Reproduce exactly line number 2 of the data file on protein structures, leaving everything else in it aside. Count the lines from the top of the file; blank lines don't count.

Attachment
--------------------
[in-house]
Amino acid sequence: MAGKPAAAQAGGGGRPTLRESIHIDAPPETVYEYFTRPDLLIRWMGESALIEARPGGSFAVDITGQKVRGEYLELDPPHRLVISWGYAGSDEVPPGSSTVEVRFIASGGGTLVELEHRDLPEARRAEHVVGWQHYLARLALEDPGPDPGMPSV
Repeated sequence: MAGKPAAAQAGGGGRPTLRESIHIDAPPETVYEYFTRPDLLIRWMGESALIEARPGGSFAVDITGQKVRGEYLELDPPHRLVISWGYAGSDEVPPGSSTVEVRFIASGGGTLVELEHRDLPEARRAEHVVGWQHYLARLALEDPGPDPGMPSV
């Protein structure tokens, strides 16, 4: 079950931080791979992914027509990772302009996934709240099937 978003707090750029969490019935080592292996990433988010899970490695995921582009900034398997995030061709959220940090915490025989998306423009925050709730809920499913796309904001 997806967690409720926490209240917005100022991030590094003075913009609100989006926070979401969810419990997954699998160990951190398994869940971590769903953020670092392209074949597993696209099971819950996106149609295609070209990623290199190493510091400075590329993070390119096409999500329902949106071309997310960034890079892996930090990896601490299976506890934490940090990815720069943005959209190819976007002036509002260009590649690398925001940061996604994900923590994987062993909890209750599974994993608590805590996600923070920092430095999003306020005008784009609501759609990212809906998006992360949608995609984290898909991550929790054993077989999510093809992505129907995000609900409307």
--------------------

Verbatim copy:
Amino acid sequence: MAGKPAAAQAGGGGRPTLRESIHIDAPPETVYEYFTRPDLLIRWMGESALIEARPGGSFAVDITGQKVRGEYLELDPPHRLVISWGYAGSDEVPPGSSTVEVRFIASGGGTLVELEHRDLPEARRAEHVVGWQHYLARLALEDPGPDPGMPSV